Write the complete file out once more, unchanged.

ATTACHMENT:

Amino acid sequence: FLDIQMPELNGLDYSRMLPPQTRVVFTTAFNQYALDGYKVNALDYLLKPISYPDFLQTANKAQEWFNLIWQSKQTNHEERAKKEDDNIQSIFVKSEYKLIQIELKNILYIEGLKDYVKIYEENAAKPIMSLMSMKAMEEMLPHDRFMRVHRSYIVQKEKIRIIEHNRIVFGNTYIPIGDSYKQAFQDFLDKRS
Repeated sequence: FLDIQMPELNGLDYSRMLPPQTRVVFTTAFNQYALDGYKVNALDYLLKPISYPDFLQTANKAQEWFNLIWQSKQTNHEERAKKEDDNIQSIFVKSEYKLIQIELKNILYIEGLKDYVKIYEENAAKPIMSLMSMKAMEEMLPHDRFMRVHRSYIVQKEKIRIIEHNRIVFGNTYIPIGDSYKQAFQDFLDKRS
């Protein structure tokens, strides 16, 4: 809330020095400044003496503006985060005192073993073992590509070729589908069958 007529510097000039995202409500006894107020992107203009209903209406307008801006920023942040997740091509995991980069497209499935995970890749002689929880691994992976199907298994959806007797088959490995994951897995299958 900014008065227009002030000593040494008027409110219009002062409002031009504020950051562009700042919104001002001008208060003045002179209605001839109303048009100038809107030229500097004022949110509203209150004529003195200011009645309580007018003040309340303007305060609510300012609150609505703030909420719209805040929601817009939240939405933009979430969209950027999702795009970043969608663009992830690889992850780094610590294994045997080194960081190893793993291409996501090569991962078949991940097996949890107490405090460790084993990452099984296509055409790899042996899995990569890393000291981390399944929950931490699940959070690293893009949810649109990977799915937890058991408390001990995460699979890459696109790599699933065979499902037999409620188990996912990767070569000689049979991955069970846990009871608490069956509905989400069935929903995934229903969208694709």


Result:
Amino acid sequence: FLDIQMPELNGLDYSRMLPPQTRVVFTTAFNQYALDGYKVNALDYLLKPISYPDFLQTANKAQEWFNLIWQSKQTNHEERAKKEDDNIQSIFVKSEYKLIQIELKNILYIEGLKDYVKIYEENAAKPIMSLMSMKAMEEMLPHDRFMRVHRSYIVQKEKIRIIEHNRIVFGNTYIPIGDSYKQAFQDFLDKRS
Repeated sequence: FLDIQMPELNGLDYSRMLPPQTRVVFTTAFNQYALDGYKVNALDYLLKPISYPDFLQTANKAQEWFNLIWQSKQTNHEERAKKEDDNIQSIFVKSEYKLIQIELKNILYIEGLKDYVKIYEENAAKPIMSLMSMKAMEEMLPHDRFMRVHRSYIVQKEKIRIIEHNRIVFGNTYIPIGDSYKQAFQDFLDKRS
């Protein structure tokens, strides 16, 4: 809330020095400044003496503006985060005192073993073992590509070729589908069958 007529510097000039995202409500006894107020992107203009209903209406307008801006920023942040997740091509995991980069497209499935995970890749002689929880691994992976199907298994959806007797088959490995994951897995299958 900014008065227009002030000593040494008027409110219009002062409002031009504020950051562009700042919104001002001008208060003045002179209605001839109303048009100038809107030229500097004022949110509203209150004529003195200011009645309580007018003040309340303007305060609510300012609150609505703030909420719209805040929601817009939240939405933009979430969209950027999702795009970043969608663009992830690889992850780094610590294994045997080194960081190893793993291409996501090569991962078949991940097996949890107490405090460790084993990452099984296509055409790899042996899995990569890393000291981390399944929950931490699940959070690293893009949810649109990977799915937890058991408390001990995460699979890459696109790599699933065979499902037999409620188990996912990767070569000689049979991955069970846990009871608490069956509905989400069935929903995934229903969208694709």